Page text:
Consequently, many conventional rods are difficult to cast, have a small range for lure or line weight, and can often lead to premature exhaustion and fatigue.

Compound Rod Design: C-rods meet the requirements for maximum efficiency through the use of a stiff, strong Power-rod, for butt leverage, and a flexible, resilient Action-tip, for tip action. It is the unique implementation of those elements that makes the C-Rod a more efficient and powerful casting rod.

Energy into the cast is delivered through leverage from the Power-rod, as opposed to loaded energy from spring-action Flex in the Action-tip serves mostly to make the tip-path linear, which increases the length for the cast-stroke and puts more energy into the cast.

By conventional standards the C-Rod might be considered an ultra-fast design. But it is more because it also takes into account the human factors and critical limitations of the angler. Thos factors include the need for a natural stroke in casting, the torque limitations of an anglers' wrist and arm joints, and the anglers' thresholds for exhaustion and fatigue.

C-Rod Performance: The C-Rod design provides almost twice the efficiency of a conventional design. So an angler can enjoy periods of casting without experiencing exhaustion or fatigue. A more natural stroke is used for the cast, with lots of wrist action, and the same technique is applicable for spinning, bait-casting and fly-casting. A long powerful cast can be delivered with little more effort that a flex from the wrist, as opposed to casting from the elbow with a stiffened wrist and more arm motion.

Excellent performance is achieved with a broad range of line/lure weights because the C-Rods do not require spring-loading. Consequently, a range of seven, or more, line weights can be used on the fly rods and several orders of magnitude for lure weights on spinning and bait-casting rods.

Additional advantages are gained when drop-fishing, such as wet flies or bait. The increased tip sensitivity improves bite-detection, the rapid tip-to-butt loading produces a lightning fast hook-set and the progressive loading profile gives and action-packed powerful retrieval of the fish.

Tech Brief:


-By J.C. Kolldge, Sisters, OR
The advantage of casting with a rod comes from its leverage, action and lightweight. The amount of advantage, or casting efficiency, depends on the leverage-to-action ratio. That ratio and the efficiency, can vary significantly because of the bending action changes with different casting forces.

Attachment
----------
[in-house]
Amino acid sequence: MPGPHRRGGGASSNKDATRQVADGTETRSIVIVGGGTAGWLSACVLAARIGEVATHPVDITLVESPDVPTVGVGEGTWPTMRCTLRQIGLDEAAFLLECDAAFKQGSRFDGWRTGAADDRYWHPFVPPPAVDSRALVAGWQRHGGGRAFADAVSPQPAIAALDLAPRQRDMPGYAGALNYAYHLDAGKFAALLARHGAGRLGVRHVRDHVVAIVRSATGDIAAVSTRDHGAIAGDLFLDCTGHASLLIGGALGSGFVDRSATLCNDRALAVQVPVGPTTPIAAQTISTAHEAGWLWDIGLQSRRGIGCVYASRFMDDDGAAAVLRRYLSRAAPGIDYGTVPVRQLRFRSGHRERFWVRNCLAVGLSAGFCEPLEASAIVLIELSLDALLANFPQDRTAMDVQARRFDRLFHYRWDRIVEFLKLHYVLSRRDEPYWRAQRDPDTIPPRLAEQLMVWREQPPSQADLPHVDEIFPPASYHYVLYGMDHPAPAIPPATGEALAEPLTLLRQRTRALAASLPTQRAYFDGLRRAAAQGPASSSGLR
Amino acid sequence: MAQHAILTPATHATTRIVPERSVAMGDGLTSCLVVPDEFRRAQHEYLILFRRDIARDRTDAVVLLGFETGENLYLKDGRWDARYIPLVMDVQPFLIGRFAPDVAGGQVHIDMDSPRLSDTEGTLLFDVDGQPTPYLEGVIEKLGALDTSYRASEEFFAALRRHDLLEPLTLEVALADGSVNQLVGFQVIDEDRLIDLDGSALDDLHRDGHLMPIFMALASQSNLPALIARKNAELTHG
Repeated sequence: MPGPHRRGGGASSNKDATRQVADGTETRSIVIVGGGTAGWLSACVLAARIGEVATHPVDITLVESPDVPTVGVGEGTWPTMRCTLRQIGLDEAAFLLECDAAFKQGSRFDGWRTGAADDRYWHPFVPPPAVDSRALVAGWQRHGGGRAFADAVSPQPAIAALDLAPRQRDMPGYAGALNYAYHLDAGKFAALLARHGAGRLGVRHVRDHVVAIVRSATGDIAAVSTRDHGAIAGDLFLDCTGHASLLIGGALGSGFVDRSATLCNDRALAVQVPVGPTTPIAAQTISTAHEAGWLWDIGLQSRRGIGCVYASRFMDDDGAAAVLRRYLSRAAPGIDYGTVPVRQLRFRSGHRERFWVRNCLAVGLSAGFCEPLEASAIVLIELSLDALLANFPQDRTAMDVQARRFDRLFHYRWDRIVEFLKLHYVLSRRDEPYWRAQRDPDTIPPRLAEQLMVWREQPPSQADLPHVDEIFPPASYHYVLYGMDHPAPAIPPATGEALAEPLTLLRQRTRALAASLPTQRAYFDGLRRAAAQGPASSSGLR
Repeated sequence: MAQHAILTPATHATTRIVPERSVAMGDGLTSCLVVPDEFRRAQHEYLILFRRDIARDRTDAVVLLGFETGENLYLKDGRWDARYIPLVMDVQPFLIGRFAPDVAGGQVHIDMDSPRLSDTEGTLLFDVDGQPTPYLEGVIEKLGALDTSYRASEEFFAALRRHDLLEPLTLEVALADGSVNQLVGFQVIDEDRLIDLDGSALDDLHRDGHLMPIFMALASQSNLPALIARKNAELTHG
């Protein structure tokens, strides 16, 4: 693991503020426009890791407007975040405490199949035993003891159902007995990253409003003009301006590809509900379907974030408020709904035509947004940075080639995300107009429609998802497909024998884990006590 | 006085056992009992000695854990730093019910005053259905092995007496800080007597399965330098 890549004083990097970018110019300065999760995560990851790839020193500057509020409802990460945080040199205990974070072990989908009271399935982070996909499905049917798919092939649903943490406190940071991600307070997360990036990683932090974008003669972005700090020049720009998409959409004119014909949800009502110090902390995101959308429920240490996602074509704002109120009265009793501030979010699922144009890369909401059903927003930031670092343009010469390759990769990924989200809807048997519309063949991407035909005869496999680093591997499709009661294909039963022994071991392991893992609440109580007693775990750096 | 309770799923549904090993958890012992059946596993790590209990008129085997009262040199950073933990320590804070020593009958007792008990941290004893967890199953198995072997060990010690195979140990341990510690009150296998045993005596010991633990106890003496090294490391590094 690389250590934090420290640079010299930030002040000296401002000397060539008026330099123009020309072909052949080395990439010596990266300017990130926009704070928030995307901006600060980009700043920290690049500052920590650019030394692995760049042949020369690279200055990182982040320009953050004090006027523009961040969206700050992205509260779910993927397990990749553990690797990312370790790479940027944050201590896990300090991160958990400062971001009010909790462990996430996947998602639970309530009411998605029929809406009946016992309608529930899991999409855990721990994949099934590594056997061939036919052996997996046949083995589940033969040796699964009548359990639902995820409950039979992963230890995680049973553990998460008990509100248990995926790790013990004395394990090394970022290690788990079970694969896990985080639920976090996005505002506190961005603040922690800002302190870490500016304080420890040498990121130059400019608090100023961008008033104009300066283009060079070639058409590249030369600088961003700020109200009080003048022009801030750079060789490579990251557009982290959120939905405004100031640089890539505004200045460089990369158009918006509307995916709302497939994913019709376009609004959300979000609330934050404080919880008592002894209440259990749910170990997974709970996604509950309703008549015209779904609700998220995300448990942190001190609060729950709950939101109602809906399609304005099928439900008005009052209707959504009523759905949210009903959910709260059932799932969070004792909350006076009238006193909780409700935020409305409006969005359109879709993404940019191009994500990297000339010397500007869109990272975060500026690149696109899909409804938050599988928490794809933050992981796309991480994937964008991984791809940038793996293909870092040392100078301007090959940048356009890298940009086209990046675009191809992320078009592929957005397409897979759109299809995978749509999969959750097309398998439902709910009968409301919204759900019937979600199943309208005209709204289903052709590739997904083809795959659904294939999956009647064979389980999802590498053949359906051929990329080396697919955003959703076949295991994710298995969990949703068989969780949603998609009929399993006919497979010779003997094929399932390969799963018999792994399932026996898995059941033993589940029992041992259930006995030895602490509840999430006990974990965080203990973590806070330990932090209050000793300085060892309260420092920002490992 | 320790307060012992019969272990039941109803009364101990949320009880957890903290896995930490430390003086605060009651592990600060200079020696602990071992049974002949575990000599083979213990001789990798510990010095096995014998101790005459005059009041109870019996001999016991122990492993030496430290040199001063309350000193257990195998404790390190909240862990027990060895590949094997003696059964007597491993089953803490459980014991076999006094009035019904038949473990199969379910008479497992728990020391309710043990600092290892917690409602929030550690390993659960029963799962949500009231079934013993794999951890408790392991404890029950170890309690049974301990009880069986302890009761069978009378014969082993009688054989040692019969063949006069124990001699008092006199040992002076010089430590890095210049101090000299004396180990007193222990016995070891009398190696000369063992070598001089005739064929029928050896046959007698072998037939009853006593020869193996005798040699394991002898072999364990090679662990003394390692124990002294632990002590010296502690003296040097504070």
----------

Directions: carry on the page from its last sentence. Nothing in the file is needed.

The Compound Rod(tm) is a design that uses separate rods for the leverage and action functions. This design maintains a leverage-to-action ratio for high efficiency regardless the forces. So the Compound Rod produces a powerful long distance cast with a stroke that feels almost effortless.


Leverage from the rod length is what makes casting easier because it reduces the anglers' arm motion. Figure 1 illustrates how only a small rotation from the arm causes a long accelerating distance at the rod-tip. The casting is easier because the rod is lighter than ones arm and is much easier to rotate.

drawing showing rod tip range versus wrist movement


Rod bending action is essential because it converts rotation of the rod handle to linear motion at the rod-tip. Figure 1 illustrates that affect, where the tip-path would be circular without bending. A linear tip-path allows the use of a longer and slower cast-stroke. That makes the casting even easier and further increases the advantage and efficiency for the rod. So the rod action and leverage work together in making the casting easier. But how they are shared within the rod length is also important.


The benefits from action and leverage are inversely related so an increase in action will cause a decrease in leverage. Figure 2 illustrates that effect where bending is added to produce a linear tip-path, but that causes a decrease in leverage length. So while some advantage is gained from the linear-tip path, some is also lost in leverage length.

drawing showing rod tip range versus wrist movement

The affects of bending are complex but can be determined by analysis. The overall advantage is proportional to the product of the leverage length times the length of the linear tip-path. Both parameters vary with the bending point and interact to affect the casting efficiency.